Corrosion on exhaust started after 1 year, even though garaged and sprayed continually with WD40.Footrest rubber worked its way out after 3 months.Not a big deal, but never had it happen on any of my other bikes.Regularly would not respond to starter motor.Worrysome when out in the wilds.Poor gearbox.Regularly would not select second gear,changeing up from 1st.Changeing down in a hurry was brutal.Just wouldn't do it.Gear indicator has a delay action,in that it can't keep up with the gear changes.I eventually approached junctions as if I was driving an artic, slowing down miles beforehand and changing down one gear at a time, slowly,slowly.Build quality in general is chunky.There are some weird and wonderfull fixings on the bike, especially holding the bodywork on.Extensive toolkit required if you are a home mechanic.
1st service was £250 for oil change and filter.Did second one myself for £25.I reckon at least £75 if I was to get the robbers to do it.Once I found out about the ECU lock,I got shot of it.It wasn't really sporty enough for me anyway.
Mudgaurds don't protect anything from water, grime or whatever,therefore your oil cooler and radiator will be punctured with a stone in short time or rot super quick.Rubbish design.No centre stand.On a tourer?what a joke.Straps under the seat for bungees to attach to.Very neat touch.
Buying experience: Dealer.No test model available, so a gamble that didn't pay off for me
Annual servicing cost: £400
I bought the Tiger Sport in my early sixties as more wrist friendly touring variant of the 1050 triple engine, replacing a Sprint ST after 6 years and 25k miles of touring all over the UK and Europe. The Tiger Sport has a very relaxed riding position and I have found it to be all day comfortable with the "gel" seat fitted. The Tiger 1050cc engine feels very different, tuned for max torque at 4,300 rpm (around 70mph in 6th gear) but with far less briskness than the 160mph Sprint. I have owned 2 x 2016 second hand Tiger Sports and both previous owners sold them because they felt top heavy and intimidating to push around. I would agree - it feels nothing like a Sprint ST with higher bars to manoeuvre on foot, even more noticeable when loaded with panniers ect. If you test ride one also get to push it around a bit. Getting it up onto the accessory centre stand I had fitted also needs a really big effort, whereas the sprint ST was easy even when loaded.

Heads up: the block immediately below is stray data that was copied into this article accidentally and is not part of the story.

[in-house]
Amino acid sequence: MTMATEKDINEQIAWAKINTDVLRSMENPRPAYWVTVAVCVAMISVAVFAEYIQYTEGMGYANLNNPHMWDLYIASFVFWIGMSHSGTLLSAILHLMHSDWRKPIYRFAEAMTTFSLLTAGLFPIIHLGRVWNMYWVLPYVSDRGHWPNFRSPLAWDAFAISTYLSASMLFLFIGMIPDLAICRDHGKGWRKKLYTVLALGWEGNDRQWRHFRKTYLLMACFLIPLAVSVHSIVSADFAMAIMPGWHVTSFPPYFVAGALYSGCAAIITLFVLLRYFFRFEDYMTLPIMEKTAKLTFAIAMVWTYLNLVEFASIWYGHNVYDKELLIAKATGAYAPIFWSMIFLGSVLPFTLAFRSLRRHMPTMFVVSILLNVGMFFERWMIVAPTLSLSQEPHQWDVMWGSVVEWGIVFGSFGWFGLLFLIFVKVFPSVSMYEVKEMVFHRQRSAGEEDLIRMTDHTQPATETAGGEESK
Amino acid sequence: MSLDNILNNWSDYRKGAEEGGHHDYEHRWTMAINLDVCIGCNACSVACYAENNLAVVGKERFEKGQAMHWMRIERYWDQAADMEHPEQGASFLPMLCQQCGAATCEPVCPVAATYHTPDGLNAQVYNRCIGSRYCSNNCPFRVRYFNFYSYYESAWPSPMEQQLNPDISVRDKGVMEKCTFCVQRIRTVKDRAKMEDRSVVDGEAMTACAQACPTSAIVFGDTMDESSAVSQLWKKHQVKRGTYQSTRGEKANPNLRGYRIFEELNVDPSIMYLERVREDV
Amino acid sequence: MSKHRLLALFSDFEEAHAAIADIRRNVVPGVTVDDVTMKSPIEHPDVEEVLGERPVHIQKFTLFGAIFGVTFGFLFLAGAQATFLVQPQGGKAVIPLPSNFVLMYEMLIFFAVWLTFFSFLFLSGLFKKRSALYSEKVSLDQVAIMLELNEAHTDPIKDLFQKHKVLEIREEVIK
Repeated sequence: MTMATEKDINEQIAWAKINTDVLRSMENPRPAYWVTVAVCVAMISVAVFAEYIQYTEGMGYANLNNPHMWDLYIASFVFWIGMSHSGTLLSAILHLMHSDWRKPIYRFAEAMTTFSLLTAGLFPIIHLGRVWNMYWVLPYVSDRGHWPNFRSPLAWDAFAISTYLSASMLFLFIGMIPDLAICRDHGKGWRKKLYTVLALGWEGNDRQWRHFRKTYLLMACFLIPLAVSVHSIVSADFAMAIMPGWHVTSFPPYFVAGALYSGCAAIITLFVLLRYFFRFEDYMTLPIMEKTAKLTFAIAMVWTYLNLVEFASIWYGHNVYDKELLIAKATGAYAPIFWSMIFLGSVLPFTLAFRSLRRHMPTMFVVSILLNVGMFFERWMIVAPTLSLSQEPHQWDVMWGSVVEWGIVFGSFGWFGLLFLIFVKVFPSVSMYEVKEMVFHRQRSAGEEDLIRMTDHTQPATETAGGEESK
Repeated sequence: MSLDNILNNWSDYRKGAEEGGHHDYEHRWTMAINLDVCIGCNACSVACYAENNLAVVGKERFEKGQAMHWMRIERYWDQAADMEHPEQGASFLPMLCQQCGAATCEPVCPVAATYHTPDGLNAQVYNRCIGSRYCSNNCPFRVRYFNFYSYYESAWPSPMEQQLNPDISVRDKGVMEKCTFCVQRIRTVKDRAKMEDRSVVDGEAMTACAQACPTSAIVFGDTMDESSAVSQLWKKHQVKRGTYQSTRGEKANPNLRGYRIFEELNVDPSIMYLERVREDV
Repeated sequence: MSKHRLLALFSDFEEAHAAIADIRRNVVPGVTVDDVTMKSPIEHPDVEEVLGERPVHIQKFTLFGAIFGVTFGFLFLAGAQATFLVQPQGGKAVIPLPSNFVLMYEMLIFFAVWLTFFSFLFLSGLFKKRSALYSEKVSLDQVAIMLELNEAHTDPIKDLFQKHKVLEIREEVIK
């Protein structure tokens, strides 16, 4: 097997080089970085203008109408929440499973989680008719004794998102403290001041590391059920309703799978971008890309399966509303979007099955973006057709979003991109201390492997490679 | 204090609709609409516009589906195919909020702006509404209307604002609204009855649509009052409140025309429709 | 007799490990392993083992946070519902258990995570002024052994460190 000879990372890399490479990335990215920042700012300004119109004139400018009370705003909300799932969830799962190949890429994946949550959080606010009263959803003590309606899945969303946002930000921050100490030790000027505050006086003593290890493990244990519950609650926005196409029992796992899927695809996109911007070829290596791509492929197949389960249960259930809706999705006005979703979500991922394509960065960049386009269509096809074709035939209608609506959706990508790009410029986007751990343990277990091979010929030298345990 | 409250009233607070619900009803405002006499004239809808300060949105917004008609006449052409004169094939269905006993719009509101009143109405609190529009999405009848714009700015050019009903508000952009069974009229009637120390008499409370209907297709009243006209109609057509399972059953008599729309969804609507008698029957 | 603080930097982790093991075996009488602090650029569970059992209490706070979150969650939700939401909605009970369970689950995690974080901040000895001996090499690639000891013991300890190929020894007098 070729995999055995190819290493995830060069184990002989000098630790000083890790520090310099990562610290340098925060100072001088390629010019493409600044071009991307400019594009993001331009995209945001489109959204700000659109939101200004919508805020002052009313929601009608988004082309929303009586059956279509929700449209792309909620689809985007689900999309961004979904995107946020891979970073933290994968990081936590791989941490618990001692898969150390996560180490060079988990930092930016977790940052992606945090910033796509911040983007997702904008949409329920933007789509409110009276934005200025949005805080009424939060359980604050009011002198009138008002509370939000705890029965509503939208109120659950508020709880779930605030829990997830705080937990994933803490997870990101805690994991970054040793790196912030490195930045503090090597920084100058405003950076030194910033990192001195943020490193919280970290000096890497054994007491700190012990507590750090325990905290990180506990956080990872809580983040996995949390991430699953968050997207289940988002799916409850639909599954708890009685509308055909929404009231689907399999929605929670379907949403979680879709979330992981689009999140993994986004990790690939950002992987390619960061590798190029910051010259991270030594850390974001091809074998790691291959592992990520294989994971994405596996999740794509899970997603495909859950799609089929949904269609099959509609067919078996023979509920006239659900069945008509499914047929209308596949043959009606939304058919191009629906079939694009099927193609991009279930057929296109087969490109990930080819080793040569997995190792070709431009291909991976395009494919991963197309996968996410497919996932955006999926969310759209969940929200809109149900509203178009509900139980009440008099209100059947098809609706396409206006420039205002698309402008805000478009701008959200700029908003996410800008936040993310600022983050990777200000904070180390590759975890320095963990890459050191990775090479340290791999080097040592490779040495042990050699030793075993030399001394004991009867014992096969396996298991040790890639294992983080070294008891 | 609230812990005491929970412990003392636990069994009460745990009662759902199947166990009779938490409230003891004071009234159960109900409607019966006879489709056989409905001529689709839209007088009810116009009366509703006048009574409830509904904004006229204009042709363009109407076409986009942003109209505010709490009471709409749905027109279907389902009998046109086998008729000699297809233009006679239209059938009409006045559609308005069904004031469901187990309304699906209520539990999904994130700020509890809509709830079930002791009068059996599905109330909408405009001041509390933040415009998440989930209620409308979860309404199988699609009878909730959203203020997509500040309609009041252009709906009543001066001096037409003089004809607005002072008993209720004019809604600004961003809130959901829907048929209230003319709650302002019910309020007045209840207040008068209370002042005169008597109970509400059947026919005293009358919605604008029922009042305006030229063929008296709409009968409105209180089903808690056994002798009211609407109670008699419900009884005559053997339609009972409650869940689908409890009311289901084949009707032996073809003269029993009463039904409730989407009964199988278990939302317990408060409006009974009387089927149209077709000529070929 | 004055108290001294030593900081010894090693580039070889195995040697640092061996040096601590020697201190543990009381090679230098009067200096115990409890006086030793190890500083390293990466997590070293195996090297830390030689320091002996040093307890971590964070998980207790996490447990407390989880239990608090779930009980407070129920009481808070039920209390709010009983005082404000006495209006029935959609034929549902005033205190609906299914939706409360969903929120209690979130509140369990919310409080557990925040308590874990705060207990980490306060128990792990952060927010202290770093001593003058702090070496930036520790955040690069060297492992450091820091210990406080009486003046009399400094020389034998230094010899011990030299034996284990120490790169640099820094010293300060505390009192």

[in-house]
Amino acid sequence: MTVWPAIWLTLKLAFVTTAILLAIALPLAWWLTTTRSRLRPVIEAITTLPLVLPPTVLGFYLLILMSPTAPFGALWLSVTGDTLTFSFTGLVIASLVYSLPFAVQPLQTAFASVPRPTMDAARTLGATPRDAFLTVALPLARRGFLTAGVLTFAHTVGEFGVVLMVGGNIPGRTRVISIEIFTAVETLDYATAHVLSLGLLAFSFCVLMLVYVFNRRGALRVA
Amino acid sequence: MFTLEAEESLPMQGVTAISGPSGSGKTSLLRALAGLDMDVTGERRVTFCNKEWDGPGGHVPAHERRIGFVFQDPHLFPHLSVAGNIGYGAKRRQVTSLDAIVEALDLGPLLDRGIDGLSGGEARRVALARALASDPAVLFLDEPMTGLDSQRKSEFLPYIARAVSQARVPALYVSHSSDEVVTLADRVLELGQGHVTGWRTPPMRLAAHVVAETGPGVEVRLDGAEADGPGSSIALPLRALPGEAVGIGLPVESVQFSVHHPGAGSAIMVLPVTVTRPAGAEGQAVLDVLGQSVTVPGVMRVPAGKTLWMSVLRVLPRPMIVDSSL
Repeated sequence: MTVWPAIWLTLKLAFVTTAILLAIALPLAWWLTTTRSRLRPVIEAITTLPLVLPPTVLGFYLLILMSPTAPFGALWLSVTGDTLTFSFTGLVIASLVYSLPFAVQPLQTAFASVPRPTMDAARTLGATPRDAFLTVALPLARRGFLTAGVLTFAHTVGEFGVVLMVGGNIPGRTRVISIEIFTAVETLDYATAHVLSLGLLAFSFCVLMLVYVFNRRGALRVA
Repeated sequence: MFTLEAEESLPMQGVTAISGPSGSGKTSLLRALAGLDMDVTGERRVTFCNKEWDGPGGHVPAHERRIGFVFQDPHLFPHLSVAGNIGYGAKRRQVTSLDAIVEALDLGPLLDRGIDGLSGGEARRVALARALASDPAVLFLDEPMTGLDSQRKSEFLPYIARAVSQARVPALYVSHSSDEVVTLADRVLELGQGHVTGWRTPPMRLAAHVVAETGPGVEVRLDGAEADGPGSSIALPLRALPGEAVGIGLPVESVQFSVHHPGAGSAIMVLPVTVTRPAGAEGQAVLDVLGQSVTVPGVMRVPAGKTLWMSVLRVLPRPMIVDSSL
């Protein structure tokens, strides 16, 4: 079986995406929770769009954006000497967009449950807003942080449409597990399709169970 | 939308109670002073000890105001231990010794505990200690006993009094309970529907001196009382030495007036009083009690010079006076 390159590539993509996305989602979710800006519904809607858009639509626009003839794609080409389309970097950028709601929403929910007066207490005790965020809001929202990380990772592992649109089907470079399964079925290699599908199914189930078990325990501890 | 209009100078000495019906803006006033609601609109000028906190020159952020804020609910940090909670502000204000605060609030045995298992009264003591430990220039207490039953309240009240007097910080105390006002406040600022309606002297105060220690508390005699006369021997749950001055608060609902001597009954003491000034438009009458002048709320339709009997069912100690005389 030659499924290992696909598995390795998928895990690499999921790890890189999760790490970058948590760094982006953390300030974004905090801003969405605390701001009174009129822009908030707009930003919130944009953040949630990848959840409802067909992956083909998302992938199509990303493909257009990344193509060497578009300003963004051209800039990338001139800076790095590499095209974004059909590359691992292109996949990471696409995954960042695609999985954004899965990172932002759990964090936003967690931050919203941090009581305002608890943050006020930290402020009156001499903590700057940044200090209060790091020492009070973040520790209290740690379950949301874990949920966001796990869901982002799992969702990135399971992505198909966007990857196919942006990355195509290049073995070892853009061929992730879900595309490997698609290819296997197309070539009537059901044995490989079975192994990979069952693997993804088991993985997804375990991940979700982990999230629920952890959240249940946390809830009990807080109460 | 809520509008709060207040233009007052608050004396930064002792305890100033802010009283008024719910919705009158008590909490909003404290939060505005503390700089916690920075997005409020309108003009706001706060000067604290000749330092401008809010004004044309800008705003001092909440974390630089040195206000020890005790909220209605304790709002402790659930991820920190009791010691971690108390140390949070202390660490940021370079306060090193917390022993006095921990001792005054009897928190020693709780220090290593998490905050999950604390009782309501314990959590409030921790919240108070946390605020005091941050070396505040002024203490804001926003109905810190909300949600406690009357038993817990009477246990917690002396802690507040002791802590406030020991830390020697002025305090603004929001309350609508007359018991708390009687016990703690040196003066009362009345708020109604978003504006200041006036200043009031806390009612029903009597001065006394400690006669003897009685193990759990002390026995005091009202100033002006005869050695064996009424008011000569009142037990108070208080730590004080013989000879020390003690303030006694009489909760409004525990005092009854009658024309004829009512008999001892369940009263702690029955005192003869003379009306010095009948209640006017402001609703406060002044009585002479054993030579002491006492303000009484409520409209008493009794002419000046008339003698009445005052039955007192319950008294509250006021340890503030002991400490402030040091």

I only tour 1 up, gel seat is OK for 8 hours riding, riding position very relaxed and has never left me aching. No vibration noticed.
Performance seems a bit muted compared to other 1050cc variants, like max torque at 4,300rpm.
My first Tiger Sport was written off on it's first major tour after covering less than 3,000 miles, but had been faultless. The second Tiger Sport has just reached 18,000 miles and again has been faultless.
Plus non service items such as brake pads, tyres, ect. Roadtec 01's are my tyres of choice, Brake Pads changed at 12,000 miles
Top feature has to be the riding position with the gel seat. I have added the Arrow exhaust (saves weight). The centre stand has been fitted, (how can this not be fitted as standrd on a touring bike?) but is hard to get the bike up onto. Other extra's are Heated Grips, a Radiator Guard and a Scott Oiler. Top tyres are Roadtec 01's but with spirited riding the rear is flatted at 4,500 miles, Front at 6,000 miles
Buying experience: Bought on detailed photographs
Annual servicing cost: £500
Triumph Tiger Sport 1050 Upright Sports/Tourer - its quick, responsive and handles well. Not as heavy or as bulky as the 1200 Triumph Adventure bikes.
Its an excellent all round bike if you dont want a pure Sports machine or a lower end tourer. Its quick and it does have a sports mode that might make you think its a full on sports bike for a while. Also has rain and road modes. Good ride quality, standard seat is a little uncomfortable after 150 miles or so (comfort is good up until that point). Mirrors vibrate to the extent that you cant see if thats a police car behind you. This is an annoyance.
Triumph 3 cyclinder, need i say more ?
Triumph quality - just behind that of BMW. Superb reliability (so far).
£12k and £24k services can be expensive (£700 or more).
A 4 because its got traction and cruise control, plus ABS. However, needs a centre stand as standard (i had one fitted) and the instrument panel is not the clearest although key information is clear enough. I found the adjustable screen to be fine, works perfectly for me (6ft 2" tall).
Buying experience: new from Dealer - i paid the advertised price but got £500 of extras thrown in such as centre stand, engine bars etc.
Annual servicing cost: £250
this is a great bike , i have now had 3 of them now, i think they should up the horse power , give center stand and heated grips as standard, having said all that this is one of the best bikes i have had, better than a vfr,pan european,tiger 1200, kawasaki sx, buy one you wont be dissapointed
Buying experience: great deal great staff at triumph stratford
Version: Tiger Sport
Annual servicing cost: £150
Engine is sublime
Despite being cleaned every year the back brake constantly runs hot. It's an under slung caliper.
Engine is superb and is twist and go from 30 to 130 in 6th gear
Always 100% reliable
Like all Triumphs of that period it came as a basic bike, and needed heated grips, center stand, crash bars, taller screen and luggage